Bad UX is Good Business


Let me start by summarizing this awesome essay from Andrew Chen. Andrew argues that things like A/B testing the landing pages which produces 10%ish increase in conversion do not really increase the bottom line of the company by 10%. This is because the changes in landing page affect the “low intent” visitors than the “high intent” ones. Most of the high intent users, who are eventually going to pay for your services are not really going to be affected by moving some buttons and form here and there.

This differentiation of visitors into high intent and low intent visitors is very useful. Now here’s the kicker, you can use your landing page to actively filter the low intent users. On www.prowidor.com we do not provide register via Facebook/Google options to the users even though many websites instantly boost registration with it. The logic is simple. ‘if someone is willing to pay 50 Dollars for the service, they are willing to type a username and password’.

Of course, if your UX is so bad that even the high intent users bounce, you need to make some changes. For prowidor.com, the same registration form was actually difficult to navigate for a semi literate blue collar worker. But you know what they find easy to do? Chat with their friends on Facebook. So, we built a facebook chat bot for their registration. In fact the workers communicate with us exclusively via the chatbot.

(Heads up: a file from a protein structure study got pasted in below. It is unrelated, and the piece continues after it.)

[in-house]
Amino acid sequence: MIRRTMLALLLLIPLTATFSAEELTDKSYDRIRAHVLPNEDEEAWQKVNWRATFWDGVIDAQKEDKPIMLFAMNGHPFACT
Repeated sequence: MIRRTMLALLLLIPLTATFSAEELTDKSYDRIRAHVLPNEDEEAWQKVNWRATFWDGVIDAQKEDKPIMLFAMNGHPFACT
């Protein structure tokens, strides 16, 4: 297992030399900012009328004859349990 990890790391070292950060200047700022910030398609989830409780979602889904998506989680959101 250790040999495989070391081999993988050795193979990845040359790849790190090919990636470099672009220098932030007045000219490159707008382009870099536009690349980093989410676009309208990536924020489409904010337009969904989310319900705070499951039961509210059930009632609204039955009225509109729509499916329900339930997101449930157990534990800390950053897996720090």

But spending a lot of effort creating the perfect landing experience does pays, especially in two cases.

1] When there is possibility of unconscious/irrational behavior

When there is a possibility of unconscious/irrational behavior, you don’t really have any low intent visitors. Or a better way to put this is that you can convert the low intent users into high intent ones easily. That’s why you see these design manipulations working wonders for social media apps and apps/website with high novelty factor.

2] When the target customer jump between low and high intent.

There are many cases where the user jumps between low and high intent. Take for example a food delivery website. A low intent user at 8 am in the morning, can become a high intent one in a matter of hours. A low intent user for a job portal can become high intent user in a few months.

It is important that the entire user acquisition experience is designed keeping possible jump from low to high intent in mind. It will not work if a job portal sends you reminder emails every day at lunch, and it will make no sense for a food delivery company to wait 2 weeks before sending you a 30% discount coupon code.


There are other instances of not so good UX making a good business sense. There are the obvious dark patterns used to make it impossibly hard to do things like delete account and stop subscription.

Then there are high learning curve games like DotA and terribly outdated website design like classic reddit.com. These kind difficulties in UX make sure that only the high intent user go through the acquisition process. And once they are through, I guess they have a sense of accomplishment that increases their affinity for the product.

I am definitely not implying that you should make bad design decisions on purpose. Just know that changing positions of registration forms and buttons on your website ten times may not increase your bottom line by 100%


Needless to say, I don’t know much about UX and you might strongly disagree with the article. In any case, leave your reply below. And connect with me on twitter/LinkedIn.

You can find more at www.hatwalne.com.

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